THE PRESIDENT: Hello! (Applause.) Thank you. Thank you. Hello, Eagles! (Applause.) Well, it is good to be here. Thank you very much. (Applause.) It's great to be back in Virginia. (Applause.) It is great to be here at Greensville County High School. (Applause.)
I want to thank Jami Clements not only for the gracious introduction, but congratulate her on being selected as Greensville County Teacher of the Year. (Applause.) We're proud of everything that Jami has accomplished here at the school, but we also want to thank her for her service in our armed forces, and that is an extraordinary combination of service -- teaching and serving. (Applause.) And I know that the students feel very lucky to have her in the classroom. And I like that she's teaching biology, because we need some scientists out there.
In addition, I want to acknowledge, first of all the superintendent of schools, Philip Worrell. Give your superintendent a big round of applause. (Applause.) And I want to acknowledge the principal, Wayne Scott. (Applause.) And finally, I want to thank your mayor, Mr. Sam Adams, for being with us here today. (Applause.)
Now, some of you may have heard we're taking a little road trip at the beginning of this week. The RV is a little bigger than most. (Laughter.) We've got it parked outside. But I decided it was time to get out of Washington and hit the open road. (Applause.) So we landed in Asheville, North Carolina -- and that truly is God's country -- and we drove through beautiful mountain roads and stopped for some barbecue and a little sweet tea. And we went to Boone County, North Carolina, and they had a general store there with big barrels of candy, and so we stocked up for Halloween and -- don't tell Michelle. (Laughter.) But we bought a lot of candy. (Laughter.)
But most importantly, the reason that we have been traveling on the road is because I wanted to hear from folks like you. It doesn't seem like your voices are heard enough in Washington. (Applause.) They don't seem to be listening. So I figured if I brought the press here, then they could hear you.
Because times are tough for a lot of Americans. Here in Virginia, there are a lot of folks who've spent months, maybe some folks spent years, looking for work. Others are doing their best just to get by. Maybe they're giving up going out to a restaurant -- they just can't afford it. They've got to save on gas. End of the month they're worried about making the mortgage payment. Some people are postponing retirement to make sure that their children can go to college. Hours have been cut back. Family businesses on the brink of being shut down. So it's hard.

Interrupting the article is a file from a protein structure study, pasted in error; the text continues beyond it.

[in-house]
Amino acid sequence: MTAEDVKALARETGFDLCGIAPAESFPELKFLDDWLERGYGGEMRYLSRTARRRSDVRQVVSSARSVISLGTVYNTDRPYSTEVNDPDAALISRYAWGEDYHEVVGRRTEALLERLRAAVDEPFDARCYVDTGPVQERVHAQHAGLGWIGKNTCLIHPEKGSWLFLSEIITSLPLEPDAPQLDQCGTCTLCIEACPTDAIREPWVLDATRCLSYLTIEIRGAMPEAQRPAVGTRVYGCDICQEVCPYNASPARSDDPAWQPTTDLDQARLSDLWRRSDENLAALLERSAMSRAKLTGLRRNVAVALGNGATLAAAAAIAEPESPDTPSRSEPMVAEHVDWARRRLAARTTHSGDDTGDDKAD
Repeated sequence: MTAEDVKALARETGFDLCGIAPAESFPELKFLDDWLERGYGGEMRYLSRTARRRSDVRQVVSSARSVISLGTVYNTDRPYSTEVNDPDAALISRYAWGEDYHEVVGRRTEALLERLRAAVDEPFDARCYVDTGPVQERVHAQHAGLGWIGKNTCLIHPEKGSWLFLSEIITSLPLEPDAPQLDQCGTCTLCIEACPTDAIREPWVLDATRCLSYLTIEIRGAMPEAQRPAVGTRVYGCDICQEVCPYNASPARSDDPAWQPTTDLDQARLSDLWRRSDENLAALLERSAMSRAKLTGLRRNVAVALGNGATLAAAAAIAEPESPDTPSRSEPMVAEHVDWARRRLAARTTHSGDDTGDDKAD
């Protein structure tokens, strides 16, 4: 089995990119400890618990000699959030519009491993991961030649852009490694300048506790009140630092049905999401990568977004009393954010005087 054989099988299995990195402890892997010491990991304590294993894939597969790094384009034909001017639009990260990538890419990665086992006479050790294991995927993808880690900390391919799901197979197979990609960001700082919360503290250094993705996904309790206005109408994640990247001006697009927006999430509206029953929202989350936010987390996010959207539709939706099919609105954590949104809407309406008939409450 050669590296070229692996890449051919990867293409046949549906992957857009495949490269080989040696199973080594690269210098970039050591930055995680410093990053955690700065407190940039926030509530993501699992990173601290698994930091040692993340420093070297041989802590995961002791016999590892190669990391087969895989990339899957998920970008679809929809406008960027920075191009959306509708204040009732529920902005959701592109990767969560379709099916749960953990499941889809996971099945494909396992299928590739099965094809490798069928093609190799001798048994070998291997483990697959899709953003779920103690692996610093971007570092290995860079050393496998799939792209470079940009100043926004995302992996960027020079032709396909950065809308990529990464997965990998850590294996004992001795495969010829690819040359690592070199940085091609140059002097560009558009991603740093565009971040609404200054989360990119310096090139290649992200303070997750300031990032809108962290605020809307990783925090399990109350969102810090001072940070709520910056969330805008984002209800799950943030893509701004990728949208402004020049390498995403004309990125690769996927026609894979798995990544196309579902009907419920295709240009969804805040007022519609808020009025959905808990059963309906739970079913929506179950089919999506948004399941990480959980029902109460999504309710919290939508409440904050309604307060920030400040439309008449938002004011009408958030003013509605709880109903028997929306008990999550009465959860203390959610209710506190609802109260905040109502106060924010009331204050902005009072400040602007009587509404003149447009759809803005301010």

And I think most Americans know that our economic problems weren't caused overnight. Obviously we're going through the worst financial crisis since the Great Depression, and the aftermath hit Main Streets all across the country. But even before the financial crisis hit, people had seen their wages flat, their incomes flat.
Had a chance to meet some farmers back here today -- crops are good this year, but family farms have been going through tough times. Health care skyrocketing in terms of cost. College tuition skyrocketing.
THE PRESIDENT: We don't have an energy policy in this country, so we're still dependent on foreign oil. When gas shoots up, suddenly everybody doesn't know what to do. These are problems that built up over a decade or more. They won't be solved overnight. It's going to take time to rebuild an America -- (applause) -- to rebuild an America where hard work is valued and responsibility is rewarded; where people don't feel like they've got the deck stacked against them; where everybody is getting a fair shot and everybody is contributing their fair share.
It is going to take time to rebuild an America where we restore security for the middle class and opportunity for folks trying to get in the middle class, an economy that works for everybody and not just for folks at the top. That's our goal. (Applause.)
And it will take time to rebuild an economy that is competitive in the 21st century, that's built to last -- one where we can out-build and out-compete, out-educate, out-innovate other nations -- which means we've got to step up on our education. We've got to invest in basic science. We've got to improve our infrastructure. We've got to close our deficits. We've got to get our fiscal house in order. We got a lot of work to do. It's going to take time.
But I'm here to tell you we are going to get it done. We are going to keep fighting. (Applause.) We're going to keep striving. We're going to focus on putting people back to work and helping middle-class Americans get ahead, and we will give the economy the jolt that it needs.
And there are things that we can be doing right now to help the American people. That's why I sent Congress the American Jobs Act. This is a jobs bill that contains the kind of proposals that in the past have been supported by both Democrats and Republicans. It's a bill that's paid for. It will not add to the deficit. It will not be going on the credit card. It will be paid for by asking our wealthiest citizens, our most fortunate -- people like me -- people who are making more than a million dollars, to pay their fair share. (Applause.)